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Pain and palliative care 

Pain and palliative care is a new and emerging PGY2 program. The purpose of this specialty residency is to provide in-depth experience in the management of chronic non-malignant pain, end-of-life care, and malignant pain. Pharmacists completing this residency will be an integral part of an interdisciplinary team that provides pharmacologic and non-pharmacologic approaches to pain management.

Palliative care: what is it and who is it for?

The pharmacist's responsibilities

  • Pharmacists maintain patient medication profiles and monitor all prescription and non prescription medication use for safety effectiveness. Phamacists provide patients with essential medications within a timeframe that ensures continuous symptom control (especially pain relief) and avoids the need for emergency medical services.


  • Pharmacists attend hospice team metings to advise other team members about medication therapy, including dosage forms, routes of administration, costs and availability of various drug products. This is done through regularly scheduled educational sessions. Pharmacists develop and maintain a library of contemporary references about medications, dietary supplements, and alternative and complementary therapies. Pharmacists advise members of the hospice team about the potential for toxicity from and interactions with dietary supplements and alternative and complementary therapies.


  • Pharmacists ensure that all medication labeling is complete and understandable by patients and their caregivers. Hospice pharmacists communicate with patients, either through the team or in person, about the importance of adhering to the prescribed drug regimen. Pharmacists explain the differences among addiction, dependence, and tolerance and dispel patient and caregiver misconceptions about addiction to opiate agonists. Pharmacists ensure the availability of devices and equipment to permit accurate measurement of liquid dosage forms by patients and their caregivers. Pharmacists counsel patients about the role and potential toxicity of alternative and complementary therapies. When needed, hospice pharmacists visit patients’ homes to communicate directly with patients and their caregivers and to make necessary assessments.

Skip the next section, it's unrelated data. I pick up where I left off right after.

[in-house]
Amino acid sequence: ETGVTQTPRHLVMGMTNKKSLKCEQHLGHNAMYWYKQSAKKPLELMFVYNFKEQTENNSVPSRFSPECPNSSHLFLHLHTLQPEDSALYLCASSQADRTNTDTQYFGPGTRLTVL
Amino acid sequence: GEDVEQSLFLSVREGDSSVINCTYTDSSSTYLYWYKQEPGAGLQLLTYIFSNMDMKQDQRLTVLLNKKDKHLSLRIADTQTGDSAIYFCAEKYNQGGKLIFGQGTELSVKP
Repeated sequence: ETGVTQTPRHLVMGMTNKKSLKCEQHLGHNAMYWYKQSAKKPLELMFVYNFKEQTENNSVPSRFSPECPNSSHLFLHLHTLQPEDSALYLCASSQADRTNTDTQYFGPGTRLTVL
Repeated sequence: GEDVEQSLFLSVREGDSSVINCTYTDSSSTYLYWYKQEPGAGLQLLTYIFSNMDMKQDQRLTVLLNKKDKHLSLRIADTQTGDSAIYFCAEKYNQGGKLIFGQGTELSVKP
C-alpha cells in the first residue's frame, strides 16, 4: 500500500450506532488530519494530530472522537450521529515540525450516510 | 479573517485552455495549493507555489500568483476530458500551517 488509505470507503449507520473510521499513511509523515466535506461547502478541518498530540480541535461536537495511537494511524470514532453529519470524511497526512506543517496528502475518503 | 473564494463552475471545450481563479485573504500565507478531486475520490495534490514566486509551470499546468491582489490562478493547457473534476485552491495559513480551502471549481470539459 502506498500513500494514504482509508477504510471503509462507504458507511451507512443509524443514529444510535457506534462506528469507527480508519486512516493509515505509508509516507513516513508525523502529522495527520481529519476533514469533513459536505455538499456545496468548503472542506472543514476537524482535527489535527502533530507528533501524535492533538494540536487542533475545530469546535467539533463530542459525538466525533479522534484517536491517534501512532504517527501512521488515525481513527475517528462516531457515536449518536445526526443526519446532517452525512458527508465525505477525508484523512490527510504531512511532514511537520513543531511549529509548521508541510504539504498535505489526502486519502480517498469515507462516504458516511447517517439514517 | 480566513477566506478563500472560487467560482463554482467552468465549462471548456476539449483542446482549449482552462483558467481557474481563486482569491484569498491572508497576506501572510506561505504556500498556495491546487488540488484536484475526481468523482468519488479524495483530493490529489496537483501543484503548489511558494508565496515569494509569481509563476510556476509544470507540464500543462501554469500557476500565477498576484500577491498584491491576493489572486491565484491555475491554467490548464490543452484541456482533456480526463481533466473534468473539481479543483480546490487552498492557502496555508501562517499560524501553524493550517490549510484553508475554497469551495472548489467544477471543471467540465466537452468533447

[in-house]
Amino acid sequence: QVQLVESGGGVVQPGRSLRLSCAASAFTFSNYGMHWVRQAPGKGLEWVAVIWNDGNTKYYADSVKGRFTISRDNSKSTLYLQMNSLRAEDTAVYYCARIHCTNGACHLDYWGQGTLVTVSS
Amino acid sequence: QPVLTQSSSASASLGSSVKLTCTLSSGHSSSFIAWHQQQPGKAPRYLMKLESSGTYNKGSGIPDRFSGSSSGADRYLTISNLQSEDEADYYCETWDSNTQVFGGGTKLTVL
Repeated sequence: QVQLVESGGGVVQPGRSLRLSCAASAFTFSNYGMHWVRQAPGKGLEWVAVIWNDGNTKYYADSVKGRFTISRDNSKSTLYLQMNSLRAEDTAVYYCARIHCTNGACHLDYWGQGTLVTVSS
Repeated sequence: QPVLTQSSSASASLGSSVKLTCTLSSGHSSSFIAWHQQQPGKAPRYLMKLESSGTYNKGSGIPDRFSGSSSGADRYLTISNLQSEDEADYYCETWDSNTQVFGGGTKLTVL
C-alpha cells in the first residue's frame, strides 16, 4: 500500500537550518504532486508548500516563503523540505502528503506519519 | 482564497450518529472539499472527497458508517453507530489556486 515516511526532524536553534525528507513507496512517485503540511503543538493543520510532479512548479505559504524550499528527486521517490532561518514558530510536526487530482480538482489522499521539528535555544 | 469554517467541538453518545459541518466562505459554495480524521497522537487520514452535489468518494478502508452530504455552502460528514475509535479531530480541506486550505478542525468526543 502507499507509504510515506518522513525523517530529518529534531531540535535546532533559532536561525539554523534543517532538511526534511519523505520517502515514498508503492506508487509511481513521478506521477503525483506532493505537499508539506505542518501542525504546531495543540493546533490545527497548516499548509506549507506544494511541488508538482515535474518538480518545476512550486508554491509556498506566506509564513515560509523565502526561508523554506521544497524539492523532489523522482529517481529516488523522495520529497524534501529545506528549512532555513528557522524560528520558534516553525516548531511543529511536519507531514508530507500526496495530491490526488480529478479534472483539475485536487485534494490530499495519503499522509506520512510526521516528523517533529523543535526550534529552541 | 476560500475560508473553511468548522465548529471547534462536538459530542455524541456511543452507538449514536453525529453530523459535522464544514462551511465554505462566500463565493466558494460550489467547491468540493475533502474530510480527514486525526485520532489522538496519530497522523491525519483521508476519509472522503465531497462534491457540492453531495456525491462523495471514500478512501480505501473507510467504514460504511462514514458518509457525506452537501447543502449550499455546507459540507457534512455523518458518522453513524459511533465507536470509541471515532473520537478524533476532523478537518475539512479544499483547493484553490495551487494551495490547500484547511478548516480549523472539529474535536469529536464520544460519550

• Hospice pharmacists communicate with pharmaceutical manufacturers to determine the availability of nonstandard dosage forms. Medication-compounding needs in hospice care include the preparation of dosage forms to ease administration (e.g., concentrated sublingual solutions, topical medications), flavoring medications to promote compliance, eliminating or adjusting ingredients that patients cannot tolerate, and preparing or changing drug concentrations. Whenever possible, pharmacists compound formulations for which stability and bioavailability data are available.


  • Hospice benefits usually cover medications. However, patients may lack insurance coverage or benefits may not cover medications that are not considered strictly palliative. Pharmacists communicate with pharmaceutical manufacturers to obtain medications through patient assistance programs.


  • Medications dispensed to patients are “owned” by the patients and, in most states, cannot be used for other patients. Medications remaining in patients’ homes fall under a variety of hazard categories. Pharmacists are able to assist families with the removal of the medications from the home in compliance with federal and state drug control and environmental protection laws and regulations.


  • Because hospice patients often require large quantities of controlled substances, open communication with both state and federal controlled-substance agencies is important. Pharmacists ensure compliance with laws and regulations pertaining to medications.


Source: ASHP statement on the pharmacist's role in hospice and palliative care. Medication Therapy and Patient Care: Specific Practice Areas-Statements (p. 299-302)

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